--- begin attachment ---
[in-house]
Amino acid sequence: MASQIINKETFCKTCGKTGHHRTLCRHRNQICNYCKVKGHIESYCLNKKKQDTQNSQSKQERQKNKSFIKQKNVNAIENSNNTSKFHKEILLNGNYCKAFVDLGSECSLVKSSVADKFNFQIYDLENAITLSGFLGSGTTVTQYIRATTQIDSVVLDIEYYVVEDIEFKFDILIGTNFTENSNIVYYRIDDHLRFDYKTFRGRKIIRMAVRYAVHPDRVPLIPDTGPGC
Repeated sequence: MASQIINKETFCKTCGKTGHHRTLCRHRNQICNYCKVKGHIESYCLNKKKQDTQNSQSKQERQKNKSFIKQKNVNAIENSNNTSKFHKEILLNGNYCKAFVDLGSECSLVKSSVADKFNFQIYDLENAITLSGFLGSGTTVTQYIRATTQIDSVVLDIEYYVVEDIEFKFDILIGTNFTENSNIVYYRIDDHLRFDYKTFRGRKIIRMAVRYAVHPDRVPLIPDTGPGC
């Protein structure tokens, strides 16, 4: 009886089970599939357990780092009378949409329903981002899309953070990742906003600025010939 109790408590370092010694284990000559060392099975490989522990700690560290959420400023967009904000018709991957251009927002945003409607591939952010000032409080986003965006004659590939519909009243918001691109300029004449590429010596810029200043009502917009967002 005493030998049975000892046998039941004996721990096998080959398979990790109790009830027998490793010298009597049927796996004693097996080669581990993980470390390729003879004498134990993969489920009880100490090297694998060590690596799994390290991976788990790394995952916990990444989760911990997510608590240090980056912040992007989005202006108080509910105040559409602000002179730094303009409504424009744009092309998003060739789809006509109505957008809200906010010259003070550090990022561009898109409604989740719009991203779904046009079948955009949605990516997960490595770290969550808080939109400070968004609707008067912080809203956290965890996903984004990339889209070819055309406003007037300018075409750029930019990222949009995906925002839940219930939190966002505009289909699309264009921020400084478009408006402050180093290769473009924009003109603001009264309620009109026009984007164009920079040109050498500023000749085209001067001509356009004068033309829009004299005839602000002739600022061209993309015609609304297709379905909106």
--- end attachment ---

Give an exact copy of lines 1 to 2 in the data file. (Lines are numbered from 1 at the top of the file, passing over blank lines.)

[in-house]
Amino acid sequence: MASQIINKETFCKTCGKTGHHRTLCRHRNQICNYCKVKGHIESYCLNKKKQDTQNSQSKQERQKNKSFIKQKNVNAIENSNNTSKFHKEILLNGNYCKAFVDLGSECSLVKSSVADKFNFQIYDLENAITLSGFLGSGTTVTQYIRATTQIDSVVLDIEYYVVEDIEFKFDILIGTNFTENSNIVYYRIDDHLRFDYKTFRGRKIIRMAVRYAVHPDRVPLIPDTGPGC